News & Current Affairs

August 21, 2008

Capello defends England tactics

Capello defends England tactics

Fabio Capello

Capello said he played Gerrard in a supporting role behind the striker

Coach Fabio Capello gave England’s performance in the 2-2 draw with the Czech Republic a mixed review and defended his use of Steven Gerrard.

The Italian was criticized for playing the midfielder on the left wing.

Capello explained he was using Gerrard in a 4-3-2-1 system, with the Liverpool captain and Wayne Rooney supporting Jermain Defoe as a main striker.

“The position he had to play was in the line of the full-backs and midfield,” he said. “He never played on the left.”

Capello sought to get the best out of Liverpool’s influential captain and Chelsea’s Frank Lampard in the same line-up, a conundrum that has dogged his predecessors in the England job.

On this occasion he opted to partner Lampard with Gareth Barry in the middle with David Beckham to the right of the trio.

Capello added: “We played 4-3-2-1. We played Defoe, Gerrard and Rooney and three midfielders behind them. He [Gerrard] went to the left and to the middle.”

Gerrard was replaced by Joe Cole after an hour and the Chelsea midfielder admitted he was played out of position.

“I’m a winger, but the manager wanted me to play off the front man,” said the 26-year-old. “New manager, new ideas. We’ve got to try things.”

Only a last-minute goal from Cole saved England from defeat at Wembley, but Capello drew some positives from the salvaged draw, saying the performance was another step forward for his side ahead of World Cup qualifying campaign which begins in Andorra on 6 September.

He was also concerned by the ease in which England were exposed by a fast counter-attacking Czech side and admitted it is something they will need to work on.

“I think in the first half we played well, we had a lot of chances.

“After the second goal from the Czechs, the direction was not so strong.”

The problem is not with the style we played, but the difficulty we have when the other team play the counter-attack
England manager Fabio Capello

“The problem is not with the style we played, but the difficulty we have when the other team play the counter-attack,” added the 62-year-old.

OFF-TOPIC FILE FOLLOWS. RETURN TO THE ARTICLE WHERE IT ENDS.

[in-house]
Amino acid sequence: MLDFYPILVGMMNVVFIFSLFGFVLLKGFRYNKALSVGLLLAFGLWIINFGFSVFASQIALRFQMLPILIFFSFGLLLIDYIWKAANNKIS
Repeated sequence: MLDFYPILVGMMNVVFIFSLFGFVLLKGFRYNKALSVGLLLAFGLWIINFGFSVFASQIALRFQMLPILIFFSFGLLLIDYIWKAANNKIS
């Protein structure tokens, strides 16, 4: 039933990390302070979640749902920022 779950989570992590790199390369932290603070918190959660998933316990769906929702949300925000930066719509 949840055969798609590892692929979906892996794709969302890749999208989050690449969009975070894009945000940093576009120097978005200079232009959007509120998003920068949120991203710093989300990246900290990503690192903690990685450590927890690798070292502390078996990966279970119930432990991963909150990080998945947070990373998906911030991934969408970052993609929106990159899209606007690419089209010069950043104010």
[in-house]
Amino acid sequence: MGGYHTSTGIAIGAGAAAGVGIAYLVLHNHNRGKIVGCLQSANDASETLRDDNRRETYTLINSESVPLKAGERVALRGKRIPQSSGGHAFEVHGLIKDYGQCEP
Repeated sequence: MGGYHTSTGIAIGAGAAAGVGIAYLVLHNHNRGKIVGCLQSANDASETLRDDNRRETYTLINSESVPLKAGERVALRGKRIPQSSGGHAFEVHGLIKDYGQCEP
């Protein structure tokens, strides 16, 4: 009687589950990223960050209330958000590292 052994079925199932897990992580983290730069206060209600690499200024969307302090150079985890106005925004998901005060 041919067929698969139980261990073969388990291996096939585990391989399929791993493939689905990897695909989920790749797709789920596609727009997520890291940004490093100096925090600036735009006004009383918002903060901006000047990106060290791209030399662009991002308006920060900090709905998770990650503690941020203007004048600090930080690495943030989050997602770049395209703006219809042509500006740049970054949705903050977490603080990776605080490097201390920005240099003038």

“It is always dangerous and we have to study this problem.

“At this moment the players are not 100% physically, and important players like Rooney and Gerrard have played just one game.

“I think this result is important. We played against a very strong team and we’ll have more confidence for the next game.”

England’s uncomfortable night was compounded by the announcement that the Football Association’s chief executive Brian Barwick would leave his post by the end of the year.

Barwick was instrumental in the appointment of Capello, but differences with chairman Lord Triesman have led to their relationship becoming unworkable.

When asked about his departure the Italian said: “I am a friend of Brian, but it’s not my job [to comment] – it’s a board decision.”

Meanwhile, captain John Terry conceded that there had been “some plusses, but also some negatives” from their final warm-up game before the World Cup qualification campaign begins.

“Maybe we should have won the game with the players we had out,” the re-appointed skipper said

Of the crowd booing the players off, he said: “The crowd were frustrated as they’d paid a lot of money for their tickets, and we’ve got to put on a better show than that.

“It’s going to be a slow process, but hopefully we can get off to a good start against Andorra and go from there.

“We’ve got players playing in the biggest competition in the world [the Champions League], but sometimes we don’t click on the international stage.